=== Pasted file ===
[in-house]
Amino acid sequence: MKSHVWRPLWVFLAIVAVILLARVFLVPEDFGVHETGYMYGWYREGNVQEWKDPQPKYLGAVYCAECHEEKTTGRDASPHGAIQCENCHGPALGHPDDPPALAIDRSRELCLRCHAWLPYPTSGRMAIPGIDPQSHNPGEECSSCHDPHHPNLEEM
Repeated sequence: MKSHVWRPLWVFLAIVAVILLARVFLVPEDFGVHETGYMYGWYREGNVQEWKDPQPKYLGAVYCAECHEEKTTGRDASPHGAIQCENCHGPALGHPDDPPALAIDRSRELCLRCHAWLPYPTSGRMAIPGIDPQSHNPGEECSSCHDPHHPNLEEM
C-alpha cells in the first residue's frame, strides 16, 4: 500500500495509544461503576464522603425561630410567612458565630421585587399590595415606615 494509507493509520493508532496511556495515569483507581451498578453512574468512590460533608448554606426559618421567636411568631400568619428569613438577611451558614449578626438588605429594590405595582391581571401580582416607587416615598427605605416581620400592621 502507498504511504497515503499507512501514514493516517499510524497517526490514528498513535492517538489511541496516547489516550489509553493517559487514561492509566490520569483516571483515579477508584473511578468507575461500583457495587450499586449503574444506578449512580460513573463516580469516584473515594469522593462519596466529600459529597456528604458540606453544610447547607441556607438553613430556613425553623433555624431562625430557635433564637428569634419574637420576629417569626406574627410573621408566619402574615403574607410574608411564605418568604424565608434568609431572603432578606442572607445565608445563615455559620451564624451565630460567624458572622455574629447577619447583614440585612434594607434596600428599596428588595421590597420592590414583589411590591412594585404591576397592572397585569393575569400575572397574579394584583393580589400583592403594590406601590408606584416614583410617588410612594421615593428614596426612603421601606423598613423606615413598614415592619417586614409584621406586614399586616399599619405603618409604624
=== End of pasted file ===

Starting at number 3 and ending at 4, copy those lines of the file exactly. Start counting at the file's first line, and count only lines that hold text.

Repeated sequence: MKSHVWRPLWVFLAIVAVILLARVFLVPEDFGVHETGYMYGWYREGNVQEWKDPQPKYLGAVYCAECHEEKTTGRDASPHGAIQCENCHGPALGHPDDPPALAIDRSRELCLRCHAWLPYPTSGRMAIPGIDPQSHNPGEECSSCHDPHHPNLEEM
C-alpha cells in the first residue's frame, strides 16, 4: 500500500495509544461503576464522603425561630410567612458565630421585587399590595415606615 494509507493509520493508532496511556495515569483507581451498578453512574468512590460533608448554606426559618421567636411568631400568619428569613438577611451558614449578626438588605429594590405595582391581571401580582416607587416615598427605605416581620400592621 502507498504511504497515503499507512501514514493516517499510524497517526490514528498513535492517538489511541496516547489516550489509553493517559487514561492509566490520569483516571483515579477508584473511578468507575461500583457495587450499586449503574444506578449512580460513573463516580469516584473515594469522593462519596466529600459529597456528604458540606453544610447547607441556607438553613430556613425553623433555624431562625430557635433564637428569634419574637420576629417569626406574627410573621408566619402574615403574607410574608411564605418568604424565608434568609431572603432578606442572607445565608445563615455559620451564624451565630460567624458572622455574629447577619447583614440585612434594607434596600428599596428588595421590597420592590414583589411590591412594585404591576397592572397585569393575569400575572397574579394584583393580589400583592403594590406601590408606584416614583410617588410612594421615593428614596426612603421601606423598613423606615413598614415592619417586614409584621406586614399586616399599619405603618409604624